Salvation Army feeding program

The Salvation Army
of Asheville & Buncombe County

2020 Annual Report
Serving Buncombe County since 1890.


Persons Served


Meals Provided


Nights of Shelter


Human Trafficking Survivors Served

Revenue and Expenses





Supported in part by the United Way


The work of The Salvation Army has always been focused on nourishing the spirits and the bodies of those whom we have the privilege to serve. Our founder, General William Booth, once observed, “You cannot warm the hearts of people with God’s love if they have an empty stomach and cold feet.” This holistic approach is fundamental to our service.

Among the people in our community that we interact with every day are those who are most vulnerable to the effects of illnesses like COVID-19. Often those with whom we work have limited access to resources such as health care or personal protective equipment (PPE). Throughout the past year, we have taken seriously the need to modify our approaches while continuing to serve those who need us.

Like you, we are hopeful for the day when these precautions are no longer necessary. Until then, we will continue to do all that we can to serve compassionately and safely.

Nicole's Story

At an early age, Nicole had been in and out of homeless shelters with her family. When she was only 13 years old, Nicole’s mom married a man who they moved in with. Her stepfather physically and sexually abused Nicole, while her mother ignored the problem. Nicole ran away many times trying to escape her childhood. At 18 years of age, Nicole met a 30-year-old man who flattered her in all the right ways and met her basic needs. After several months of happy dating, her new boyfriend began forcing her to take drugs and sexually exploiting her.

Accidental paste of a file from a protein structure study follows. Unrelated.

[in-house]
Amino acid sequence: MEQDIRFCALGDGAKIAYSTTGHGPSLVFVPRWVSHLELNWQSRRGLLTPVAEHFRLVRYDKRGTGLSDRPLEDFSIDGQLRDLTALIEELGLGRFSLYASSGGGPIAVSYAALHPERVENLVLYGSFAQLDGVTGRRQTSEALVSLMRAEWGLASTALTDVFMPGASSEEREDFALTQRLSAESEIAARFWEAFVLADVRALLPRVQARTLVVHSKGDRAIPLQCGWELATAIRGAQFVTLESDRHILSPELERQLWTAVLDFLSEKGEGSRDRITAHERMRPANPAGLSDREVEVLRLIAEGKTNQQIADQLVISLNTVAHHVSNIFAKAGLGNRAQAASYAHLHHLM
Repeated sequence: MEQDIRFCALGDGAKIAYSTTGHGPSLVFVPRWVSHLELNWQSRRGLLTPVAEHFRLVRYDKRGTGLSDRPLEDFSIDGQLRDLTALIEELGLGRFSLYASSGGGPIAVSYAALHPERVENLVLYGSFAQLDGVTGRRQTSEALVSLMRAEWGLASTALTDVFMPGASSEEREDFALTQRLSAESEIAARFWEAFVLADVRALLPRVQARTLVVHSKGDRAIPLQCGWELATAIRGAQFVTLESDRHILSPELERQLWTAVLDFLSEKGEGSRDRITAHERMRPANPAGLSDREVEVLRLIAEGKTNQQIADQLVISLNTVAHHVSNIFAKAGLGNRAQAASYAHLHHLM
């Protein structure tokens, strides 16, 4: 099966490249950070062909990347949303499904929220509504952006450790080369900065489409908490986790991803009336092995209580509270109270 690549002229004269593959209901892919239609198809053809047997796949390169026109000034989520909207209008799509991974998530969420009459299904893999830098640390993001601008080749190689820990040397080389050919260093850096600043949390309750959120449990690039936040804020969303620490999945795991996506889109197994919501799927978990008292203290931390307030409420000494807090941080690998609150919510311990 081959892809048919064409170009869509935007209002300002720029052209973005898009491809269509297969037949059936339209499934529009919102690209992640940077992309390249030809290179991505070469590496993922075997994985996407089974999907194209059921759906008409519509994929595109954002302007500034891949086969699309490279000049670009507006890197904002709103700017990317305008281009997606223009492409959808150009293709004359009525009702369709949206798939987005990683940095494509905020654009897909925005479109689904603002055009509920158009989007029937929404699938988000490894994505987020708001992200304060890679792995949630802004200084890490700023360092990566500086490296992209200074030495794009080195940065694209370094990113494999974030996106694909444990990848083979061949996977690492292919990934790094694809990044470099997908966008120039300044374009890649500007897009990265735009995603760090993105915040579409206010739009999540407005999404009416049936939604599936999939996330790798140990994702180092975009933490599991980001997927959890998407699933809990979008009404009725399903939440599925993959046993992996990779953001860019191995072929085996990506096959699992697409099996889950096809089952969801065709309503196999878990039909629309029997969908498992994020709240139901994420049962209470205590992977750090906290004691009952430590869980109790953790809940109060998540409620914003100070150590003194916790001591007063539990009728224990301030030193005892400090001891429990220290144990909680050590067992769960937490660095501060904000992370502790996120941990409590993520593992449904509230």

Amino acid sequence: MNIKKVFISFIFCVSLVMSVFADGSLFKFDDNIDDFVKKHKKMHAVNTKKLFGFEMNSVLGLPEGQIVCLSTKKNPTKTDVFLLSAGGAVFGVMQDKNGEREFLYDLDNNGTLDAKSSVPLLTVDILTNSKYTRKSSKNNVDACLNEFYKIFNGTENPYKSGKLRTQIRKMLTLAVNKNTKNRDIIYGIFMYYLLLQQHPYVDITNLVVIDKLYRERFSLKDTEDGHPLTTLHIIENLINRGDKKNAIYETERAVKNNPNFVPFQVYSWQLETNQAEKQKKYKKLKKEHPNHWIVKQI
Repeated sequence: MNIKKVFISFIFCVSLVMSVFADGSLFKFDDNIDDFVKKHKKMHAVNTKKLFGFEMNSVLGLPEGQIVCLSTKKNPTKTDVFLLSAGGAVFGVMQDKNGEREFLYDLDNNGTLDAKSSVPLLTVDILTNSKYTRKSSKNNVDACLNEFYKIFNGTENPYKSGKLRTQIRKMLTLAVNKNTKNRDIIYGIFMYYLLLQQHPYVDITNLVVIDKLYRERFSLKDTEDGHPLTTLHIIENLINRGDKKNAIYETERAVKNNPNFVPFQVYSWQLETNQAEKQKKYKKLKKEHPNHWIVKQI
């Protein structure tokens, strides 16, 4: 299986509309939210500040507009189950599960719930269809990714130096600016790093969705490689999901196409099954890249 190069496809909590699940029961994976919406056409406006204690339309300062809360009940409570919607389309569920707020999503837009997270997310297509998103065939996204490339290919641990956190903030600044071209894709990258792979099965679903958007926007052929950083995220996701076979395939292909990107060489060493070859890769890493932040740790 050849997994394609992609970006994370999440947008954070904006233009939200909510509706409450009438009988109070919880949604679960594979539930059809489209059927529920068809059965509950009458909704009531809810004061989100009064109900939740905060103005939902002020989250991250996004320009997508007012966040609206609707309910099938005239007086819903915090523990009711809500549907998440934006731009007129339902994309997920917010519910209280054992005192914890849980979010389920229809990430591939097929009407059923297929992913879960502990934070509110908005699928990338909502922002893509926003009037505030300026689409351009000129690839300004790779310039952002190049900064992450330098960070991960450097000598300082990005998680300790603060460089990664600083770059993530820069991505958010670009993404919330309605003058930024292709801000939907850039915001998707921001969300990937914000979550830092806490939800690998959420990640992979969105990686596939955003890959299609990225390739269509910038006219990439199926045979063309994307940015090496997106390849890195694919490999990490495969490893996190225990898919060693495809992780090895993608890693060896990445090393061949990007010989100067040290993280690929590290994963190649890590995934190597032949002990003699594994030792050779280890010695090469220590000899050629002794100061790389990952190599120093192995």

For an entire year, Nicole experienced this abuse, never getting paid, only receiving food and a place to stay. Nicole’s only survival skill was to be agreeable. On one day, however, law enforcement discovered Nicole while running a sting at a local hotel. They realized that she was a victim of human trafficking and contacted The Salvation Army Project FIGHT through the 24-hour hotline.

A case manager from Project FIGHT met Nicole at the hotel. They assessed her immediate needs and were able to provide her with a safe place to stay, new clothes, and food. From there, Nicole and her case manager developed a case plan to help her get back on to her feet.

Through The Salvation Army Project FIGHT case plan, Nicole is now living independently and working full time. She is learning self-confidence while attending therapy to deal with her ongoing trauma. Today, Nicole is a member of her community where others do not know her past. She feels like her dignity has been restored and she now sees a hopeful future.

Make A Difference In Your Community!

When you contribute to The Salvation Army of Asheville and Buncombe County, you support local programs and services that make a lasting difference.

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